Nope the testing of the GEnx on the 787 is not going to delay the delivery of RR powered airplanes to ANA. That's not the pacing item

The question is whether the GEnx birds have other functions to complete the full testing other than just how those engines function, my understanding was that all 6 test a/c were needed to complete all testing within the short window given.
Devils advocate, if it was just the removal of test equipment on the RR birds, that's mostly "grunt" work, have shifts of workers going around the clock 24/7 should take care of it.

I agree with Ikramerica I think the additional delay in getting the GE birds in the air has probably shifted some additional testing to the RR birds, so less a/c are attempting to complete the full testing, and since the margins were already eaten away prior to the horizontal stab issue they have simply run out of days in 2010.


User currently offlineChiad From Norway, joined May 2006, 1150 posts, RR: 0
Reply 17, posted (4 years 2 months 6 days 6 hours ago) and read 12740 times:

Quoting MYT332 (Reply 2):
Oh well hey, at least we're used to this kind of thing now. Not really news, is it? Just a fact of life.

Geez ... what a surprise!
  
The fact of life about the B787 program is that whatever rumor there is about any delay proves to be true .... every time.

Soon now some will say its just a couple of months as if this is the last delay.
Of course ... eventually they will be right.

Quoting keesje (Reply 10):
The aircraft was originally scheduled to enter service in May 2008. So delivery in jan/feb 2011 and EIS 1-2 months later, "nearly 3 years late" is getting more acurate

Well noted!


User currently offline328JET From , joined Dec 1969, posts, RR:
Reply 18, posted (4 years 2 months 6 days 6 hours ago) and read 12582 times:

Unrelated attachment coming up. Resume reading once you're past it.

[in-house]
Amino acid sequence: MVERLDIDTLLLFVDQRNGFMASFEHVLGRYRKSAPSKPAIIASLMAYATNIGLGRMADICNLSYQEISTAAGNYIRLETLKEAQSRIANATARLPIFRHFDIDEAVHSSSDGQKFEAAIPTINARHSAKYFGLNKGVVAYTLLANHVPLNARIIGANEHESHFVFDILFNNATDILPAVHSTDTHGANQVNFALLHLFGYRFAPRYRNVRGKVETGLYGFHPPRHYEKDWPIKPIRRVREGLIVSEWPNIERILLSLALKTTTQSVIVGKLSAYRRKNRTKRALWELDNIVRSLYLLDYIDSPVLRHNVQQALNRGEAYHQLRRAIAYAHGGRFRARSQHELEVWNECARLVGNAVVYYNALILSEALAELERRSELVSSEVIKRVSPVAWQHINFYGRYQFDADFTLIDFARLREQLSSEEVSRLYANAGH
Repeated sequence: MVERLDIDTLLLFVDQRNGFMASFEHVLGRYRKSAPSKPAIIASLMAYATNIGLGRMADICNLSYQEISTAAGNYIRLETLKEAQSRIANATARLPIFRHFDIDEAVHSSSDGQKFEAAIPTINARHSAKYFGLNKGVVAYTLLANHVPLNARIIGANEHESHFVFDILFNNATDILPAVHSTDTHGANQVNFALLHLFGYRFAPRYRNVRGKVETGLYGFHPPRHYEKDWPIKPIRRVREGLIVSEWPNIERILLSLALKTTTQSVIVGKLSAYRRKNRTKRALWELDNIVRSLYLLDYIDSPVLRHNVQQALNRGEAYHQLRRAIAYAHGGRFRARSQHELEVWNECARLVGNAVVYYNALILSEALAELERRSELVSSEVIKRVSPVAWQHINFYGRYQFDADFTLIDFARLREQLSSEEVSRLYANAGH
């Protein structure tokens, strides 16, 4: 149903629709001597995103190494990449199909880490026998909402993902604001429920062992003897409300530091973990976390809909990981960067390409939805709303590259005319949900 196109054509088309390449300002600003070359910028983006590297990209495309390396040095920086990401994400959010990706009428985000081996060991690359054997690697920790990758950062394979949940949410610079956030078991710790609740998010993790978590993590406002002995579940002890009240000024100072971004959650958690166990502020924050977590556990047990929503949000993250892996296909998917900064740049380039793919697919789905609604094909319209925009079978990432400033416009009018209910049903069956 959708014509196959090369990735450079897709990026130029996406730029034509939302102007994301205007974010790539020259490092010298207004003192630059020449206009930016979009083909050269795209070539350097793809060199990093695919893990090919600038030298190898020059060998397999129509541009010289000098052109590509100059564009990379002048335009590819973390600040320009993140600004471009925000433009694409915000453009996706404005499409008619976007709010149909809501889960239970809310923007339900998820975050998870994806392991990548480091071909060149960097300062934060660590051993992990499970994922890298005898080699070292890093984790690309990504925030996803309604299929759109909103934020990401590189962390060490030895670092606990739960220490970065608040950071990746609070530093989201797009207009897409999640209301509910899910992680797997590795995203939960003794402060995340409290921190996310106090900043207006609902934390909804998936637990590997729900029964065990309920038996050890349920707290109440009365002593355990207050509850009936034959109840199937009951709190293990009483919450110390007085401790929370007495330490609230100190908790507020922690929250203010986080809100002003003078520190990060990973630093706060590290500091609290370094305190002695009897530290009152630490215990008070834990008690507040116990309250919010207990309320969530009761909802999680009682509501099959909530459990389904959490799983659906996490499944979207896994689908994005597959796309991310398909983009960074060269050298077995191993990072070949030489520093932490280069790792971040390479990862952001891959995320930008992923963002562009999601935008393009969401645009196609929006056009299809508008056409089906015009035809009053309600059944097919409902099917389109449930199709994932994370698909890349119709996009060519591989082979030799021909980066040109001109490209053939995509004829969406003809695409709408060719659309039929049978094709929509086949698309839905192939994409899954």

Ok, another indication for another delay, but the question really is: How much delay?


According to the article in flightglobal the testfleet has reached only around 1100 hours and 365 flights until now.

Boeing is planning 2400 hours on the 4 RR-aircrafts alone.

That means since last december they reached less than half of the required hours and the year has less than 6 full month remaining...

In my eyes, a slip into 2011 is not only likely, it is unavoidable - without any findings!


So, i think these careful words from Boeing are the beginning of more than just some weeks into 2011.

Maybe a complete redesign for the horizontal stab of the B787-8 as well to increase commonality with the -9 ?


http://www.flightglobal.com/articles...t-delivery-could-slip-to-2011.html


User currently offlineJoeCanuck From Canada, joined Dec 2005, 5465 posts, RR: 30
Reply 19, posted (4 years 2 months 6 days 6 hours ago) and read 12498 times:

Quoting 328JET (Reply 18):
That means since last december they reached less than half of the required hours and the year has less than 6 full month remaining...

It's not exactly linear, though. There will be more planes flying, (which obviously means proportionally more flight hours), in the last 6 months of the program than there were during the first 6 months.



What the...?
User currently offlineBoeingVista From Australia, joined Jan 2009, 1580 posts, RR: 3
Reply 20, posted (4 years 2 months 6 days 4 hours ago) and read 11885 times:

Quoting JoeCanuck (Reply 19):
It's not exactly linear, though. There will be more planes flying, (which obviously means proportionally more flight hours), in the last 6 months of the program than there were during the first 6 months.

No, but they will obviously be even further behind with GEnx flying hours.



BV
User currently offlineXT6Wagon From United States of America, joined Feb 2007, 3409 posts, RR: 4